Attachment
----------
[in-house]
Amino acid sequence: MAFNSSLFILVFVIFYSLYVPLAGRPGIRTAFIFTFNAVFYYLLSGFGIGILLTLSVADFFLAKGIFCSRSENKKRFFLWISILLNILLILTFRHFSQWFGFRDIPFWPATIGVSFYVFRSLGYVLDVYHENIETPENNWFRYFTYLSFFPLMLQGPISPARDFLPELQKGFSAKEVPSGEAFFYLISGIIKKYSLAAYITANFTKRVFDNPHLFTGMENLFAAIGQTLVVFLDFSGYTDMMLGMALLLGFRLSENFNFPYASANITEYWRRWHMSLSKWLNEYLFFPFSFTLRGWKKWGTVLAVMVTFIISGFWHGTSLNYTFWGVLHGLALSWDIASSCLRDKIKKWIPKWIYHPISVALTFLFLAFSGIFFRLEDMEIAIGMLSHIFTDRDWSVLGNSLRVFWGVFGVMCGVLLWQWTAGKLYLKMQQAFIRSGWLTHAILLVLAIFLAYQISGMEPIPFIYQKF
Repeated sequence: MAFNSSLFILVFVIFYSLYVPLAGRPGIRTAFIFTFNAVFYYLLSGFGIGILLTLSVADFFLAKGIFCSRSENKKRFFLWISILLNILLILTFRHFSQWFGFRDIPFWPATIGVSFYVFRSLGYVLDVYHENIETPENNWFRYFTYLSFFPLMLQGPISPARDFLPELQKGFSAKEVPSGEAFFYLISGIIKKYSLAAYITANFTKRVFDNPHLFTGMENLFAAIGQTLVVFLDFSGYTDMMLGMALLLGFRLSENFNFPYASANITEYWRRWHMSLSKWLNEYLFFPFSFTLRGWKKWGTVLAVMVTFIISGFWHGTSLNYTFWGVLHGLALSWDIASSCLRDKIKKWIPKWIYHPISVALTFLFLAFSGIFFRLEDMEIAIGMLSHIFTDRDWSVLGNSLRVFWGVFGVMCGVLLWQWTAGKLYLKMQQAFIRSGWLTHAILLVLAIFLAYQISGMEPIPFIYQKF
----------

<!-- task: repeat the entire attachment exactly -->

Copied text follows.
[in-house]
Amino acid sequence: MAFNSSLFILVFVIFYSLYVPLAGRPGIRTAFIFTFNAVFYYLLSGFGIGILLTLSVADFFLAKGIFCSRSENKKRFFLWISILLNILLILTFRHFSQWFGFRDIPFWPATIGVSFYVFRSLGYVLDVYHENIETPENNWFRYFTYLSFFPLMLQGPISPARDFLPELQKGFSAKEVPSGEAFFYLISGIIKKYSLAAYITANFTKRVFDNPHLFTGMENLFAAIGQTLVVFLDFSGYTDMMLGMALLLGFRLSENFNFPYASANITEYWRRWHMSLSKWLNEYLFFPFSFTLRGWKKWGTVLAVMVTFIISGFWHGTSLNYTFWGVLHGLALSWDIASSCLRDKIKKWIPKWIYHPISVALTFLFLAFSGIFFRLEDMEIAIGMLSHIFTDRDWSVLGNSLRVFWGVFGVMCGVLLWQWTAGKLYLKMQQAFIRSGWLTHAILLVLAIFLAYQISGMEPIPFIYQKF
Repeated sequence: MAFNSSLFILVFVIFYSLYVPLAGRPGIRTAFIFTFNAVFYYLLSGFGIGILLTLSVADFFLAKGIFCSRSENKKRFFLWISILLNILLILTFRHFSQWFGFRDIPFWPATIGVSFYVFRSLGYVLDVYHENIETPENNWFRYFTYLSFFPLMLQGPISPARDFLPELQKGFSAKEVPSGEAFFYLISGIIKKYSLAAYITANFTKRVFDNPHLFTGMENLFAAIGQTLVVFLDFSGYTDMMLGMALLLGFRLSENFNFPYASANITEYWRRWHMSLSKWLNEYLFFPFSFTLRGWKKWGTVLAVMVTFIISGFWHGTSLNYTFWGVLHGLALSWDIASSCLRDKIKKWIPKWIYHPISVALTFLFLAFSGIFFRLEDMEIAIGMLSHIFTDRDWSVLGNSLRVFWGVFGVMCGVLLWQWTAGKLYLKMQQAFIRSGWLTHAILLVLAIFLAYQISGMEPIPFIYQKF